Comment & Blogs
Date:18 July 2012
IBM’s game-changing software could revolutionise ecommerce
A new analytics product from the original computer giant could take it to places it has never been before: the realm of the e-marketer, says Jonathon Ross, Business Development Manager UK at FACT-Finder.com
With its latest software package launch, IBM has managed to, once again, raise eyebrows among data analysts. Yet I have to admit the claims that its new predictive analytics package can pull meaning from big data is laden with promise. And it’s also attracting the interest of many a retail/ecommerce marketer – a niche that I would imagine IBM has, until now, failed to reach.
With its myriad products, and even larger number of integration and training specialists, we have often been left with our heads spinning around the idea of what IBM really is, without the resource or wherewithal to dare implement any of its offerings. As a result, IBM has failed to connect with the largely pragmatic bunch of geniuses guarding the ever-expanding goldmine that is modern day commerce. However, this latest announcement will have marketers around the world coming to a halt, if ever so briefly, to take in the timely placed news of Big ‘Data’ Blue.
IBM’s new baby is matched perhaps in essence, although not in kind, by a little-known franchise, Salesforce, and the somewhat dated announcement of its new social features to harness the power of trends among key market players and decision makers, and how they are shaping your industry. As a CRM tool, it is possibly second to none.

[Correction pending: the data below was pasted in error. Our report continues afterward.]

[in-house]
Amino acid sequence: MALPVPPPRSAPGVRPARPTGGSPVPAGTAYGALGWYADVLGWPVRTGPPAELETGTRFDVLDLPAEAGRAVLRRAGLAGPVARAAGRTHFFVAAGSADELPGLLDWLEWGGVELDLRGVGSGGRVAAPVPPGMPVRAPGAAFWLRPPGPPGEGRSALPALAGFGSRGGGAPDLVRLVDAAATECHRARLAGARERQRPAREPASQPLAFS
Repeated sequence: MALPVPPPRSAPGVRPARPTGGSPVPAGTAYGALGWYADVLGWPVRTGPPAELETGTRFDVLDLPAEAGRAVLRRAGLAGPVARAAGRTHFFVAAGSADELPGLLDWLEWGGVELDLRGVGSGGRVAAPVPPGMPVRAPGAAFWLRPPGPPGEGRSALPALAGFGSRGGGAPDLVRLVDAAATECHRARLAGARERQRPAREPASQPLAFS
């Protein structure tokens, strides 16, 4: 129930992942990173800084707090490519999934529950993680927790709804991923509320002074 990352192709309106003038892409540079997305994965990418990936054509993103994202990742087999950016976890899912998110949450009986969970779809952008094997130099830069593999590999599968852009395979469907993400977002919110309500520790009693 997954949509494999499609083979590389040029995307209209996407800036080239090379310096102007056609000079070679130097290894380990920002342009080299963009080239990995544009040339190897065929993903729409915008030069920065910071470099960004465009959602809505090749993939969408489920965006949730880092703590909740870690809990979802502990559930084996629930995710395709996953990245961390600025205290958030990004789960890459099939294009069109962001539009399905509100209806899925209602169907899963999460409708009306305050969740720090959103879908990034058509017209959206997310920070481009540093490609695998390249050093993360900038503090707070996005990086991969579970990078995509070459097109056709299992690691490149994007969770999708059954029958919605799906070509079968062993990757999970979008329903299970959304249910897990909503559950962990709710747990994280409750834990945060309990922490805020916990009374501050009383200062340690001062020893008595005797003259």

But here we see social taken to a whole new level. Not only are we now able to track relevant business intelligence data in order to make keen projection analysis concerning standard key performance indicators, but we are also finally able to leverage, in the same tool, how these internal business processes are developing as a result of real-time market trend analysis.
So if a retailer begins selling more of a certain product, it is now not only possible to react, but to even predict and prepare stock accordingly. Or even launch necessary campaigns or coupon activity to effectively nail any return on investment speculations surrounding search engine optimisation and paid search. This is truly game-changing tech from IBM, offering a real advantage in a socially unbound world, where consumers take it for granted that we know what they want and are ready to cater to their every whim.
Thank you IBM for putting all that useful brand and product data from our social feeds to good use! The question that presents itself now, though, is do I really want products to be so explicitly tailored to what I want? Whatever happened to the exciting days of merchandising, where I could discover something new, because I was dependent on brands telling me what was cool? Now, it would seem the customer is telling the brand.
One could argue that it was never any different. Although never before were we able to pinpoint such exact, reliable, market data at the touch of a button. Courtesy of IBM, marketers will no longer have to sift through data on the hunt for cause and effect. Quite how this will change the way products are presented to us and how we view merchandise and shop in general is not yet clear, but it’s likely to be significant.
These are definitely exciting times for eRetail, marking the coming of age of social media and the consummation of information technology.